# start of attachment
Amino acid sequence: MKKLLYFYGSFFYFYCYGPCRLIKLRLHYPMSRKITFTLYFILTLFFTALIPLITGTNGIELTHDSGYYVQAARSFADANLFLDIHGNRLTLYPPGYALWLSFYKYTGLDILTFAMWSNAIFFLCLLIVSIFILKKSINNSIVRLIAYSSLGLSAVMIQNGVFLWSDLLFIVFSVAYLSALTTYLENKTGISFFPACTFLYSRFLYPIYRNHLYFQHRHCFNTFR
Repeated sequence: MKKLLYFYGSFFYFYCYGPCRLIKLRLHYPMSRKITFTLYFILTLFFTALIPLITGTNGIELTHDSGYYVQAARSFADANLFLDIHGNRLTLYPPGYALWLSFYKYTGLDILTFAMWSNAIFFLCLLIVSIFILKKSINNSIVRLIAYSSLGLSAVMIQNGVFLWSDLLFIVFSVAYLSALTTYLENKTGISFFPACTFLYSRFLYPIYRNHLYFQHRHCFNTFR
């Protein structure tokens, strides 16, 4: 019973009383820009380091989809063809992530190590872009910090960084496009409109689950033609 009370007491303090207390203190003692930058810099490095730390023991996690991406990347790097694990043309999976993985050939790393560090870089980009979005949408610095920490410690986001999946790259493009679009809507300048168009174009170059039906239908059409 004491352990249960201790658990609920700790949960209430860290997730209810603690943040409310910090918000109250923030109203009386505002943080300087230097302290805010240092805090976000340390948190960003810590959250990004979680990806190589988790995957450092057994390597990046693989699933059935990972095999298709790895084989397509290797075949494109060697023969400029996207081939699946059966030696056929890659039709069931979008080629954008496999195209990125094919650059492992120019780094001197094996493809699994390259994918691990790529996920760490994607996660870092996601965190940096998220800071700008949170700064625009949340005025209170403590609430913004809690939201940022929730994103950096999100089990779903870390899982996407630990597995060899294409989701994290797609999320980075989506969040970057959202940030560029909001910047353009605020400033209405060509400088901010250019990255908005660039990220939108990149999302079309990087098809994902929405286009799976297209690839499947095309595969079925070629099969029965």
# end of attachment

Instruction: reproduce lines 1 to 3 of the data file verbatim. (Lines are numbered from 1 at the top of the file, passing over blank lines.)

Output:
Amino acid sequence: MKKLLYFYGSFFYFYCYGPCRLIKLRLHYPMSRKITFTLYFILTLFFTALIPLITGTNGIELTHDSGYYVQAARSFADANLFLDIHGNRLTLYPPGYALWLSFYKYTGLDILTFAMWSNAIFFLCLLIVSIFILKKSINNSIVRLIAYSSLGLSAVMIQNGVFLWSDLLFIVFSVAYLSALTTYLENKTGISFFPACTFLYSRFLYPIYRNHLYFQHRHCFNTFR
Repeated sequence: MKKLLYFYGSFFYFYCYGPCRLIKLRLHYPMSRKITFTLYFILTLFFTALIPLITGTNGIELTHDSGYYVQAARSFADANLFLDIHGNRLTLYPPGYALWLSFYKYTGLDILTFAMWSNAIFFLCLLIVSIFILKKSINNSIVRLIAYSSLGLSAVMIQNGVFLWSDLLFIVFSVAYLSALTTYLENKTGISFFPACTFLYSRFLYPIYRNHLYFQHRHCFNTFR
């Protein structure tokens, strides 16, 4: 019973009383820009380091989809063809992530190590872009910090960084496009409109689950033609 009370007491303090207390203190003692930058810099490095730390023991996690991406990347790097694990043309999976993985050939790393560090870089980009979005949408610095920490410690986001999946790259493009679009809507300048168009174009170059039906239908059409 004491352990249960201790658990609920700790949960209430860290997730209810603690943040409310910090918000109250923030109203009386505002943080300087230097302290805010240092805090976000340390948190960003810590959250990004979680990806190589988790995957450092057994390597990046693989699933059935990972095999298709790895084989397509290797075949494109060697023969400029996207081939699946059966030696056929890659039709069931979008080629954008496999195209990125094919650059492992120019780094001197094996493809699994390259994918691990790529996920760490994607996660870092996601965190940096998220800071700008949170700064625009949340005025209170403590609430913004809690939201940022929730994103950096999100089990779903870390899982996407630990597995060899294409989701994290797609999320980075989506969040970057959202940030560029909001910047353009605020400033209405060509400088901010250019990255908005660039990220939108990149999302079309990087098809994902929405286009799976297209690839499947095309595969079925070629099969029965």